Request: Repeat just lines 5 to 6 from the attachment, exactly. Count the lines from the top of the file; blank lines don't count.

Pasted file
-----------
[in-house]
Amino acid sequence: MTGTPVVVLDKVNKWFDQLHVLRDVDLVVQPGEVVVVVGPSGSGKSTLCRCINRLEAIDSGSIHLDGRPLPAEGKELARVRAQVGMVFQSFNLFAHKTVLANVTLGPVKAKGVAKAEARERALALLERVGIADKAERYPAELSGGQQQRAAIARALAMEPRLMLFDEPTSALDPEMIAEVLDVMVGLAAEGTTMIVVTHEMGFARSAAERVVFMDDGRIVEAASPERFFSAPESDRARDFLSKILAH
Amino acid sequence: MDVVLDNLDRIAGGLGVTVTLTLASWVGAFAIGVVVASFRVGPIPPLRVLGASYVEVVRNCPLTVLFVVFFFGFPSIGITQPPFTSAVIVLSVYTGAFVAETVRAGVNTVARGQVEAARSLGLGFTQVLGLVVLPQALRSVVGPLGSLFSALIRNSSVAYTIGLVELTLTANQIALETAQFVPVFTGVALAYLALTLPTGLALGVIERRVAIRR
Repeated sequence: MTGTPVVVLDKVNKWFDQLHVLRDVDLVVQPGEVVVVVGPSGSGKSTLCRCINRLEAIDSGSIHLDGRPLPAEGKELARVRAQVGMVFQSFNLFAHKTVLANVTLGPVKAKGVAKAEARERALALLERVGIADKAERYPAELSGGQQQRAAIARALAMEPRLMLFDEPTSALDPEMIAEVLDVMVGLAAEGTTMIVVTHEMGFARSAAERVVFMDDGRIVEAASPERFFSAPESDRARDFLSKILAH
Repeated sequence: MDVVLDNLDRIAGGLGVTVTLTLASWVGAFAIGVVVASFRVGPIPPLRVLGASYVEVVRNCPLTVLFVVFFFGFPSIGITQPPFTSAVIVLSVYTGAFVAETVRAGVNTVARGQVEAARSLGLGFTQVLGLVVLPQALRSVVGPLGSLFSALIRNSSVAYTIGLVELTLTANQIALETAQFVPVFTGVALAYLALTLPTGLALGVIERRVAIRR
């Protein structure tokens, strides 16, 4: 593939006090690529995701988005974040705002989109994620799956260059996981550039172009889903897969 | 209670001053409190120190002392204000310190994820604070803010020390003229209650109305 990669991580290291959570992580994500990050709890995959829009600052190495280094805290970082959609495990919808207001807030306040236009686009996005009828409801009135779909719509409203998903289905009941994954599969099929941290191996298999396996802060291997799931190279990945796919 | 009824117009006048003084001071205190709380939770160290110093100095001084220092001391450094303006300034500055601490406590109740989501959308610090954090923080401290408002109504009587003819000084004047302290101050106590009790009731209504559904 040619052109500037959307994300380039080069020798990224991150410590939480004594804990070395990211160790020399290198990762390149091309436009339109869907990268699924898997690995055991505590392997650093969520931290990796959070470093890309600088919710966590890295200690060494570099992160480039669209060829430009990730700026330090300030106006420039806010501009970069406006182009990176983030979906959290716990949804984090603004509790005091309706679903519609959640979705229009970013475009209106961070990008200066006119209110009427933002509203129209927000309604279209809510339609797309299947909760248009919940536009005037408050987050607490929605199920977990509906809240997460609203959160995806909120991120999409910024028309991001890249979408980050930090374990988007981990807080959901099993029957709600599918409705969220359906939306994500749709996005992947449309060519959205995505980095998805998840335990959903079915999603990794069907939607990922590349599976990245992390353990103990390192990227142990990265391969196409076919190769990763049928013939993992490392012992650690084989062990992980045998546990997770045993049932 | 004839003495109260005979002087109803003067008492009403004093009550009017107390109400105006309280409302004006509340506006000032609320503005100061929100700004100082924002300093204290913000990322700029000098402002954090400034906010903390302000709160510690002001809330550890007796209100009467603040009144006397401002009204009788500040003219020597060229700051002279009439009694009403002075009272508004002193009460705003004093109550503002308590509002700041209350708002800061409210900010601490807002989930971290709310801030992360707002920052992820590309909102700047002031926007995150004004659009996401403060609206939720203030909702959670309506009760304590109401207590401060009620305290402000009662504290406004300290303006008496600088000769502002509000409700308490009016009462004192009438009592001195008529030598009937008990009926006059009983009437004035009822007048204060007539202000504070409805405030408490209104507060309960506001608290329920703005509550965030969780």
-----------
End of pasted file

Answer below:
Repeated sequence: MDVVLDNLDRIAGGLGVTVTLTLASWVGAFAIGVVVASFRVGPIPPLRVLGASYVEVVRNCPLTVLFVVFFFGFPSIGITQPPFTSAVIVLSVYTGAFVAETVRAGVNTVARGQVEAARSLGLGFTQVLGLVVLPQALRSVVGPLGSLFSALIRNSSVAYTIGLVELTLTANQIALETAQFVPVFTGVALAYLALTLPTGLALGVIERRVAIRR
């Protein structure tokens, strides 16, 4: 593939006090690529995701988005974040705002989109994620799956260059996981550039172009889903897969 | 209670001053409190120190002392204000310190994820604070803010020390003229209650109305 990669991580290291959570992580994500990050709890995959829009600052190495280094805290970082959609495990919808207001807030306040236009686009996005009828409801009135779909719509409203998903289905009941994954599969099929941290191996298999396996802060291997799931190279990945796919 | 009824117009006048003084001071205190709380939770160290110093100095001084220092001391450094303006300034500055601490406590109740989501959308610090954090923080401290408002109504009587003819000084004047302290101050106590009790009731209504559904 040619052109500037959307994300380039080069020798990224991150410590939480004594804990070395990211160790020399290198990762390149091309436009339109869907990268699924898997690995055991505590392997650093969520931290990796959070470093890309600088919710966590890295200690060494570099992160480039669209060829430009990730700026330090300030106006420039806010501009970069406006182009990176983030979906959290716990949804984090603004509790005091309706679903519609959640979705229009970013475009209106961070990008200066006119209110009427933002509203129209927000309604279209809510339609797309299947909760248009919940536009005037408050987050607490929605199920977990509906809240997460609203959160995806909120991120999409910024028309991001890249979408980050930090374990988007981990807080959901099993029957709600599918409705969220359906939306994500749709996005992947449309060519959205995505980095998805998840335990959903079915999603990794069907939607990922590349599976990245992390353990103990390192990227142990990265391969196409076919190769990763049928013939993992490392012992650690084989062990992980045998546990997770045993049932 | 004839003495109260005979002087109803003067008492009403004093009550009017107390109400105006309280409302004006509340506006000032609320503005100061929100700004100082924002300093204290913000990322700029000098402002954090400034906010903390302000709160510690002001809330550890007796209100009467603040009144006397401002009204009788500040003219020597060229700051002279009439009694009403002075009272508004002193009460705003004093109550503002308590509002700041209350708002800061409210900010601490807002989930971290709310801030992360707002920052992820590309909102700047002031926007995150004004659009996401403060609206939720203030909702959670309506009760304590109401207590401060009620305290402000009662504290406004300290303006008496600088000769502002509000409700308490009016009462004192009438009592001195008529030598009937008990009926006059009983009437004035009822007048204060007539202000504070409805405030408490209104507060309960506001608290329920703005509550965030969780």